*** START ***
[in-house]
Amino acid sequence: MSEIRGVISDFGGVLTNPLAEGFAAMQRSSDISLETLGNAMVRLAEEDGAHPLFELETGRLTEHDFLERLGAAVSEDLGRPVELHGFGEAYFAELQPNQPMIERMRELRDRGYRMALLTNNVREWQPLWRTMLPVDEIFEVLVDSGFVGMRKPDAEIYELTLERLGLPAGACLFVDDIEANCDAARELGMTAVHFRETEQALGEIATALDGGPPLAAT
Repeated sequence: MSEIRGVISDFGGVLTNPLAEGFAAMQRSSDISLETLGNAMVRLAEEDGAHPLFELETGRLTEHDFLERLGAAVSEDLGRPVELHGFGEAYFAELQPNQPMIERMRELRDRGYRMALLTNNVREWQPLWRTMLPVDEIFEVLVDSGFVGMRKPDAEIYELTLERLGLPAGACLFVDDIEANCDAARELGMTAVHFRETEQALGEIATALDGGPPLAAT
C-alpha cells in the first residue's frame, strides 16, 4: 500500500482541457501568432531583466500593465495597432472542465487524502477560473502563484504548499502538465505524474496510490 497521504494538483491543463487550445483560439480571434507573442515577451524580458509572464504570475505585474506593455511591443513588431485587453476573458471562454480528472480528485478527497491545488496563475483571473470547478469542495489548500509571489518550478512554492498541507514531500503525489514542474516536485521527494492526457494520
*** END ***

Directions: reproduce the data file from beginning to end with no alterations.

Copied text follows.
[in-house]
Amino acid sequence: MSEIRGVISDFGGVLTNPLAEGFAAMQRSSDISLETLGNAMVRLAEEDGAHPLFELETGRLTEHDFLERLGAAVSEDLGRPVELHGFGEAYFAELQPNQPMIERMRELRDRGYRMALLTNNVREWQPLWRTMLPVDEIFEVLVDSGFVGMRKPDAEIYELTLERLGLPAGACLFVDDIEANCDAARELGMTAVHFRETEQALGEIATALDGGPPLAAT
Repeated sequence: MSEIRGVISDFGGVLTNPLAEGFAAMQRSSDISLETLGNAMVRLAEEDGAHPLFELETGRLTEHDFLERLGAAVSEDLGRPVELHGFGEAYFAELQPNQPMIERMRELRDRGYRMALLTNNVREWQPLWRTMLPVDEIFEVLVDSGFVGMRKPDAEIYELTLERLGLPAGACLFVDDIEANCDAARELGMTAVHFRETEQALGEIATALDGGPPLAAT
C-alpha cells in the first residue's frame, strides 16, 4: 500500500482541457501568432531583466500593465495597432472542465487524502477560473502563484504548499502538465505524474496510490 497521504494538483491543463487550445483560439480571434507573442515577451524580458509572464504570475505585474506593455511591443513588431485587453476573458471562454480528472480528485478527497491545488496563475483571473470547478469542495489548500509571489518550478512554492498541507514531500503525489514542474516536485521527494492526457494520